Meg Kassel On The Cover Art Process

BlackBirdoftheGallowsI love talking to authors. Our experiences are so similar, yet so very different, that every one of us has a new story to share. Everyone says that the moment you get your cover it really hits you – you’re an author. The cover is your story – and you – packaged for the world. So the process of the cover reveal can be slightly panic inducing. Does it fit your story? Is it what you hoped? Will it sell? With this in mind I put together the CRAP (Cover Reveal Anxiety Phase) Interview.

Today’s guest for the WHAT is Meg Kassel, author of fantasy and speculative books for young adults. A graduate of Parson’s School of Design, she’s always been creating stories, whether with visuals or words. She is the 2016 winner of the RWA Golden Heart® contest in YA and a 2018 RITA® Award finalist. Her YA Debut, Black Bird of the Gallows, is available now.

Did you have any pre-conceived notions about what you wanted your cover to look like?

I did not! And this is remarkable because I come from an art/graphic design background. I think when you’re so close to a project—like the book you wrote—perspective can be compromised. In other words, all my professional training and experience flew out the window. I knew it should have something to do with crows, and it should look creepy. My five-year-old could probably have described the book in more articulate terms during that time.

How far in advance from your pub date did you start talking covers with your house?

We stared a few weeks after the contracts were signed with a form from my publisher. They asked for all sorts of info, like different lengths of bios, author photos, stuff like that, and a questionnaire about my cover.

Did you have any input on your cover?

Yes! But I didn’t offer much insight! I just wanted it to look good, and I was worried that if I started in on ,“I want this…I don’t want that…” that I could wind up limiting the designer from creating something amazing. This book endured a long and harrowing journey to publication (two publishers, two agents, several years of limbo), and I had a lot of jumbled thoughts about it by the time cover decisions came up.

Meg Kassel

How was your cover revealed to you?

My agent emailed it to me (she loved it).

Was there an official “cover reveal” date for your art?

Yes! Young Adult Books Central hosted a cover reveal eight months before release day.

How far in advance of the reveal date were you aware of what your cover would look like?

I saw my cover about a month prior to the reveal.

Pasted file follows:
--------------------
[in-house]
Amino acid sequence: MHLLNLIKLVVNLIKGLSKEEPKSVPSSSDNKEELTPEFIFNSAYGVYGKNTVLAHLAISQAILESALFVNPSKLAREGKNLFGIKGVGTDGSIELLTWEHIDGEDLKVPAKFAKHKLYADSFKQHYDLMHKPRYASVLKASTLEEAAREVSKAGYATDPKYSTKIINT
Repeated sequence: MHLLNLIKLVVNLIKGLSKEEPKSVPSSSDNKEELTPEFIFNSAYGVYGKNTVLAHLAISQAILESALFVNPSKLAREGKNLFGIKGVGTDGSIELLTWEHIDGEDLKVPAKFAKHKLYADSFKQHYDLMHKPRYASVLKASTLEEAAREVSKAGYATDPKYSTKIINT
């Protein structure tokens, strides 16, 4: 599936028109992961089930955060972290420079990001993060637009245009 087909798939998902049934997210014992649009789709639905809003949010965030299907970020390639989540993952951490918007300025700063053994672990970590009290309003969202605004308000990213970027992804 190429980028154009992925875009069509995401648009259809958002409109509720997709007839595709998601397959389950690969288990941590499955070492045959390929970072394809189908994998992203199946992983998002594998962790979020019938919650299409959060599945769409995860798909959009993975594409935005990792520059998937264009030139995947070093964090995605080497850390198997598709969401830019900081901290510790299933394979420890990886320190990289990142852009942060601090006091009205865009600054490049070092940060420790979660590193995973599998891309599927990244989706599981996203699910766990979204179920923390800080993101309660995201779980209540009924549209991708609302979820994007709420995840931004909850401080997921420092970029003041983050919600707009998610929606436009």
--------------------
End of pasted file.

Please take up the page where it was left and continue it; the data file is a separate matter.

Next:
Was it hard to keep it to yourself before the official release?

Keep it to myself? Ha! I whipped out my phone and showed that thing to my family, close friends, hair dressers—pretty much anyone I wound up in conversation with. I didn’t post it online until the “reveal,” but I wasn’t shy about showing it off.

What surprised you most about the process?

I was surprised by how amazing my cover turned out. I remember staring it at and feeling a whole lot of emotions. Like I said, this book took a difficult route to publication. Seeing the cover made it all suddenly, very real. The designer, L.J. Anderson at Mayhem Cover Creations, brought the vibe of my book alive. I was very fortunate to get a gorgeous cover, and couldn’t have imagined a better one.

Any advice to other debut authors about how to handle cover art anxiety?

The biggest worry is that you’ll get a bad cover, right? Plenty of authors get covers they don’t love, and sometimes publishers are willing to make changes if an author has strong objections. If that happens to be you, take a deep breath and talk to your agent. But ultimately, traditionally published authors have limited input on their covers, so the best thing you can do is try to give yourself space from it and put your energy into the things you can control, like all those words that go between the covers.

2 thoughts on “Meg Kassel On The Cover Art Process

  1. Very in the thick of trying to figure out the best cover for my debut YA next summer. It’s proving to be a tough nut to crack, and I am having so many feels!

    1. Covers can be so emotional! Just focus on Meg’s point about keeping your mind on what you control – the words between.

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